The generality of our results should be investigated because we analyzed only linear and feed-forward networks, but neurophysiological experiments have suggested the existence of recurrent connections

In addition, we used only deterministic gradient descent, so the generality regarding the learning rule needs to be investigated. In fact, previous studies have suggested that stochastic gradient methods are more biologically relevant than deterministic ones

Although our results have strong generality, there is still an open question regarding the robustness of noise: does neuronal redundancy maximize learning speed even in the presence of neural noise? Actually, neural activities show trial-to-trial variation

(A): Variance of the learning curve when

In many situations, learning in one context is generalized to different contexts, such as different postures

(A): Learning speed when

We have quantitatively demonstrated that neuronal redundancy maximizes learning speed. The larger the dimensional gap grows between the number of neurons and the number of constrained tasks, the faster learning speed becomes. This maximization does not depend on whether the PD distribution is unimodal or bimodal, the decoder is fixed or adaptable, the network is linear or nonlinear, the task is linear or nonlinear, or the learning rule is stochastic or non-stochastic. Additionally, we have shown that neuronal redundancy has another important functional role: it provides robustness in response to neural noise. Furthermore, neuronal redundancy maximizes learning speed in a manner independent of the shape of the generalization function. These results strongly support the generality of our results.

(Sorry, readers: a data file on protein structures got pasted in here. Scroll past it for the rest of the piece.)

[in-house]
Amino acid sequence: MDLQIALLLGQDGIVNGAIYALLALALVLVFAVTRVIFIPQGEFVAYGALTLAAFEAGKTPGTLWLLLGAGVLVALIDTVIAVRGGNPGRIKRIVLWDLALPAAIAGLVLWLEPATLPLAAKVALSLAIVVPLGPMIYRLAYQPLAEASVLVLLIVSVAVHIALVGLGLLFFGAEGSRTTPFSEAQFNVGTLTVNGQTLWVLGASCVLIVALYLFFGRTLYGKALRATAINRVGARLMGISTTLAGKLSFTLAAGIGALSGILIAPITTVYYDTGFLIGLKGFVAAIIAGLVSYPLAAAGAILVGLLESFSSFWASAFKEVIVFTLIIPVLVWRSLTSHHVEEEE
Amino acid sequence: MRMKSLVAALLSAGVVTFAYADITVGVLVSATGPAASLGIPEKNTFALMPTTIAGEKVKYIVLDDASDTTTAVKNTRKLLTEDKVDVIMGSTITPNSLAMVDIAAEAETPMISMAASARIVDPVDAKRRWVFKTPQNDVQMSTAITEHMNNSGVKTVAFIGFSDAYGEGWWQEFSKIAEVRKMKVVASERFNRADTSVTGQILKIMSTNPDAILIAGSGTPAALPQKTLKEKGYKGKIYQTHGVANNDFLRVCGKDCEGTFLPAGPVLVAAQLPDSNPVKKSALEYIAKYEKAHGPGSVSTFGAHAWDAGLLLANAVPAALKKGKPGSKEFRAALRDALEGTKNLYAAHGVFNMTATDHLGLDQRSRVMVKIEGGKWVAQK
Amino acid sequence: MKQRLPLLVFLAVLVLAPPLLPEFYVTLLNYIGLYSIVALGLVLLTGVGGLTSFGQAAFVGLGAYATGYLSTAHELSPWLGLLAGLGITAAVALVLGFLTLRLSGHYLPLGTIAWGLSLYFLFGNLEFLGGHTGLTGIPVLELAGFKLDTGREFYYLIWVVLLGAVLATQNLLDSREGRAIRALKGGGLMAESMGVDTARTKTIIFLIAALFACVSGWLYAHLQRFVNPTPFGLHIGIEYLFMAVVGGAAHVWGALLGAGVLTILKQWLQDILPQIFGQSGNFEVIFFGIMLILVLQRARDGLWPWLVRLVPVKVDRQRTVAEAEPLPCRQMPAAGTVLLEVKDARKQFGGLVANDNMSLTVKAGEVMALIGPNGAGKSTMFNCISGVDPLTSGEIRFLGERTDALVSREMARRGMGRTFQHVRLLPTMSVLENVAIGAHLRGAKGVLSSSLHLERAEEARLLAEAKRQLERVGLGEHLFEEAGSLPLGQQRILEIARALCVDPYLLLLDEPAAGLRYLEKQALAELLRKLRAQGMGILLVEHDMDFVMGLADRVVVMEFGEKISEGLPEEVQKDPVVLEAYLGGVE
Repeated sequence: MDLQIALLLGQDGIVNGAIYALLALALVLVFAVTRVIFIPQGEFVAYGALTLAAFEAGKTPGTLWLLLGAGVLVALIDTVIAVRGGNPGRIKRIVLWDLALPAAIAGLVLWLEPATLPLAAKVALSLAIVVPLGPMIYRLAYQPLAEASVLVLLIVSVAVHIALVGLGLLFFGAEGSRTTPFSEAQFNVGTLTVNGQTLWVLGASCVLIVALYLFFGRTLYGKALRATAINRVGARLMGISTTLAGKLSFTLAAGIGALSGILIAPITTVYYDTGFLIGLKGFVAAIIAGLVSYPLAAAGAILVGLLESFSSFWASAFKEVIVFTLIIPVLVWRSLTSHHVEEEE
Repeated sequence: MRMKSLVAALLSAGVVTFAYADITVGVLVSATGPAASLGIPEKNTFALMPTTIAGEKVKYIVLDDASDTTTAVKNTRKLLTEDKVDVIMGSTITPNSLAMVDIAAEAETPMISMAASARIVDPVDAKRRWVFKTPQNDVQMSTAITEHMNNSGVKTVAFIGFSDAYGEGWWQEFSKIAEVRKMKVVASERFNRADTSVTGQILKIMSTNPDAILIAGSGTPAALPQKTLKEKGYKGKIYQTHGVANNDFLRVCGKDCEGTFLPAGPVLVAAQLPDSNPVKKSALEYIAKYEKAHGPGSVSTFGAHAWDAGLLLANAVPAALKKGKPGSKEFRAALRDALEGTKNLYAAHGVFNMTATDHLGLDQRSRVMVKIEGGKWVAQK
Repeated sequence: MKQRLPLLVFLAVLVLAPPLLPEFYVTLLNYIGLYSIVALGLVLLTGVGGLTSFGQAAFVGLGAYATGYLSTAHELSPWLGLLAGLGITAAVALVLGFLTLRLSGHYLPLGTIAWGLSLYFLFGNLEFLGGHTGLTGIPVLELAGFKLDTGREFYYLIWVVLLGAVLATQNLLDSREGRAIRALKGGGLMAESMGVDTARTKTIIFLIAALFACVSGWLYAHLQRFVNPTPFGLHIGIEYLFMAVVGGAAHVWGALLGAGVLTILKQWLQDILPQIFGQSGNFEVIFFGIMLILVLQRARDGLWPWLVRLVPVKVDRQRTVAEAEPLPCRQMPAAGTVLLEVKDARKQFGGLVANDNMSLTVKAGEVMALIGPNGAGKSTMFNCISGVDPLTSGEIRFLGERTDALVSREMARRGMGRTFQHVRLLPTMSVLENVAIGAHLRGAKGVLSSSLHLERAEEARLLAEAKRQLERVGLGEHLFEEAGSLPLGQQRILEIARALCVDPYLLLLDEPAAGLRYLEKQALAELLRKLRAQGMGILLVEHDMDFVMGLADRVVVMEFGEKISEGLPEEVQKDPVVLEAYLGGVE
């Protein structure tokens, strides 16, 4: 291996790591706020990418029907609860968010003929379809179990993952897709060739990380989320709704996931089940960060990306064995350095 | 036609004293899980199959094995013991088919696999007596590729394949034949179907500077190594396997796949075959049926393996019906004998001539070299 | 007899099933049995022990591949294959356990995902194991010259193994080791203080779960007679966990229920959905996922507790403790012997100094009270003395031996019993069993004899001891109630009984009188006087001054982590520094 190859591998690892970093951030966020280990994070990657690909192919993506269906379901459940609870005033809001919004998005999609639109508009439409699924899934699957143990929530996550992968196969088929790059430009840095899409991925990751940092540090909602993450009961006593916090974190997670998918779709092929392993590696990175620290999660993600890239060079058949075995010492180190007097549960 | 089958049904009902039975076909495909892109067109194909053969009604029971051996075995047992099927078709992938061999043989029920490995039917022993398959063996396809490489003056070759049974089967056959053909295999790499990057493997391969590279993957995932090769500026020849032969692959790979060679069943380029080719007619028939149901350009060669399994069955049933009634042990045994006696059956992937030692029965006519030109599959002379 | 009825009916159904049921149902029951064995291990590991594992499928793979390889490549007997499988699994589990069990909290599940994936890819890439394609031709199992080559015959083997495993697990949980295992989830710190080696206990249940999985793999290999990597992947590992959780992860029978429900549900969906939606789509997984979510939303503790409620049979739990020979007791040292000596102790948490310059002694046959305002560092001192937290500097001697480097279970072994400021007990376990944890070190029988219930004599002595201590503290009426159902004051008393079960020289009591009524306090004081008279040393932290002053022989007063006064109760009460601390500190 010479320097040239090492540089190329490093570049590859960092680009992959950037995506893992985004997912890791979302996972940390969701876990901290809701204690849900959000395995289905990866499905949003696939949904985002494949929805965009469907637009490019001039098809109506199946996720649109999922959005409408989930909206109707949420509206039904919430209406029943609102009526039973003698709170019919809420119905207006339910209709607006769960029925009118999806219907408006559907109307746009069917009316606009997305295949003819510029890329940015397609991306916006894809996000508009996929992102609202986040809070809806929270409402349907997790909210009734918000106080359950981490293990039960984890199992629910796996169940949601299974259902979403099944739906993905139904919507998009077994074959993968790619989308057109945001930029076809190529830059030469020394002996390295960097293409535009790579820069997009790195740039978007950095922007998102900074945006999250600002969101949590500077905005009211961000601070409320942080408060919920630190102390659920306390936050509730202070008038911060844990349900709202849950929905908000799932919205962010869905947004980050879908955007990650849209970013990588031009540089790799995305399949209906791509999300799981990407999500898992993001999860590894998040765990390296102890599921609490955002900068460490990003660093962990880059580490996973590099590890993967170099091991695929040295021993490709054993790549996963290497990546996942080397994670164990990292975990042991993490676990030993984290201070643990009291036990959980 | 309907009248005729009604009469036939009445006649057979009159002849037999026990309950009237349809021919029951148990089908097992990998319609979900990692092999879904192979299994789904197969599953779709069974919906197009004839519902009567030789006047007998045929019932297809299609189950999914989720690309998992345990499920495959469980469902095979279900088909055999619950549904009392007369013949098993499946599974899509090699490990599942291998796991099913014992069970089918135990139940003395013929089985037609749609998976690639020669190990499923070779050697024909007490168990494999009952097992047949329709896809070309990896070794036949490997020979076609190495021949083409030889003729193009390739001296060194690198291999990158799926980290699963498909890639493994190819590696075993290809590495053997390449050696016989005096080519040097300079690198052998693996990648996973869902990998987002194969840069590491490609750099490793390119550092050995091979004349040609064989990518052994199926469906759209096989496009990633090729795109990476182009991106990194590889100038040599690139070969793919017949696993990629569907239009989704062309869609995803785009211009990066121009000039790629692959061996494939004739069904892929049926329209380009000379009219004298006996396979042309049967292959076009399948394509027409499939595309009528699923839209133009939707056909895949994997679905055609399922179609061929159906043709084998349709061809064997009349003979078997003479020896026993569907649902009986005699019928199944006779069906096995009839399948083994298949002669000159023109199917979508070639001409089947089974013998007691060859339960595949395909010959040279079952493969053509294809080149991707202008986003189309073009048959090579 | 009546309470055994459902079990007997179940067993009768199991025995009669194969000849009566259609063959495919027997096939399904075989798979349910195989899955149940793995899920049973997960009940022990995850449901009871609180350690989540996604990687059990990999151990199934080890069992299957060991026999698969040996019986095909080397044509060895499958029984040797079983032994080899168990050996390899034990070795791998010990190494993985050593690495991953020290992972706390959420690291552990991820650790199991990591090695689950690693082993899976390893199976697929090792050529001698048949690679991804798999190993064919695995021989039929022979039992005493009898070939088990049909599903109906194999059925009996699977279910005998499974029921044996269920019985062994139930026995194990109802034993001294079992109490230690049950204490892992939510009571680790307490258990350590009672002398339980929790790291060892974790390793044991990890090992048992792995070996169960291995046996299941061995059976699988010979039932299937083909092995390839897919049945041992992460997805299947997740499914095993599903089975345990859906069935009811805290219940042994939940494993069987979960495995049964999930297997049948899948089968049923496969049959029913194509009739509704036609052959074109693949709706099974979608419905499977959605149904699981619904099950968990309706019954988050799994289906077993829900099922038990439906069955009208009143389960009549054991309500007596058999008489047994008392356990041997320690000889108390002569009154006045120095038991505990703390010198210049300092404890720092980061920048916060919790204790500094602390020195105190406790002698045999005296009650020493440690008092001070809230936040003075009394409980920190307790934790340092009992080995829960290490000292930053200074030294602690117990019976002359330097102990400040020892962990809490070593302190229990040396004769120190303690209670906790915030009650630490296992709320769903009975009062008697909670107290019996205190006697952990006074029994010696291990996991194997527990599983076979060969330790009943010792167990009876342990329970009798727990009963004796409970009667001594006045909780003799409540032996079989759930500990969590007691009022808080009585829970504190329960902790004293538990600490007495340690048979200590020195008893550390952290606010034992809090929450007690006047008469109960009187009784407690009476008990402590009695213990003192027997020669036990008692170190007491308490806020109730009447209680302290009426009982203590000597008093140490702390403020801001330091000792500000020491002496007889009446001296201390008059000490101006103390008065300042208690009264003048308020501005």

Neuronal redundancy maximizes learning speed because only

At first glance, our results may seem inconsistent with the results of Werfel et al.

Neuronal redundancy plays another important role: generating robustness in response to neural noise (

Our study assumed the following task: participants move their arms towards one of

The neural population generates a force of

If the error occurs between

Equation (13) yields the following update rule of squared error:

Equation (16) requires that the larger the eigenvalues become, the faster the learning speed becomes and the smaller the residual error becomes (

What kind of conditions can simultaneously satisfy equations (19) and (20)? The only answer is sufficient neuronal redundancy, i.e.,

The above analytical calculations hold even when

When

When

In the Importance of Neuronal Redundancy section, the neural network generates the output

Equation (13) yields the following update rule for motor commands:

Because the shape of the generalization function depends on the task, we need to confirm the generality of our results with regard to the shape of the generalization function. To simulate various shapes of generalization functions, we used the von-Mises function

We conducted 100 baseline trials with

For all of the statistical tests, we used the Wilcoxon sign rank test. It should be noted that the

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We thank D. Nozaki, Y. Sakai, Y. Naruse, K. Katahira, T. Toyoizumi, and T. Omori for their helpful discussions.